Whistles blew as the mounted police tried to wade into the crowd, but the horses kept backing up. It was all incestuous now, Letts and cops intertwined and the Letts swinging sticks, swinging pipes and blackjacks and, Jesus, fucking ice picks. They threw rocks and threw punches, and the cops started to get savage, too, gouging at eyes, biting ears and noses, banging heads off the pavement. Someone fi red a pistol and one of the horses rose up on its hind legs and threw its rider. The horse tipped to its right and toppled, hooves kicking at anything in its way.

Two Letts got Danny by the arms and one of them butted the side of his face. They ran him across the cobblestones into a metal store grate and his nightstick fell from his hands. One of them punched him in the right eye. Danny stomped blindly and hit an ankle, drove his knee up and hit a groin. The breath blew out of the guy and Danny swung him into the grate and pulled one arm free as the other man sank his teeth into his shoulder. Danny spun with the biter draped over him and ran backward into a brick wall, felt the guy's teeth leave his skin. He took a few steps forward and then ran himself backward again, twice as hard. When the guy fell from his body, Danny turned and scooped up his nightstick and swung it into the guy's face, heard the cheekbone crack.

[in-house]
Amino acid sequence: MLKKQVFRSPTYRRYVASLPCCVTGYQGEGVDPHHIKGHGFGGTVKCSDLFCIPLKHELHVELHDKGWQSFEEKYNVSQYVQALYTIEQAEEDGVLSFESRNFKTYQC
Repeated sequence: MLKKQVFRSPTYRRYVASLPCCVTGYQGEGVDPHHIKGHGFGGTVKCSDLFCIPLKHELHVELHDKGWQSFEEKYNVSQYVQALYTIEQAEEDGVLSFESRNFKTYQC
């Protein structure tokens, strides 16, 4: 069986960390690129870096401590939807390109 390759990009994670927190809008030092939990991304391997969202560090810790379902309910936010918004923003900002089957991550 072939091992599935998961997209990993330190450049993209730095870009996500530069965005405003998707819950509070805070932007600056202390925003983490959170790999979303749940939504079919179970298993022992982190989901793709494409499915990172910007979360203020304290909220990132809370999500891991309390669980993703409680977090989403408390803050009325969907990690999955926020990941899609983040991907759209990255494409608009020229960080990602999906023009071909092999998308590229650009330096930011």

He added a final kick to the ribs and turned back to the center of the street. A Lett charged back and forth along the rear of the crowd on one of the police horses, swinging a length of pipe at any domed heads he saw. Several of the other horses roamed riderless. On the far side of the street, two patrolman lifted Francie Stoddard, a sergeant at the One-Oh, onto a loading dock, Stoddard's mouth wide and gulping, his shirt open at the collar, one palm pressed to the center of his chest.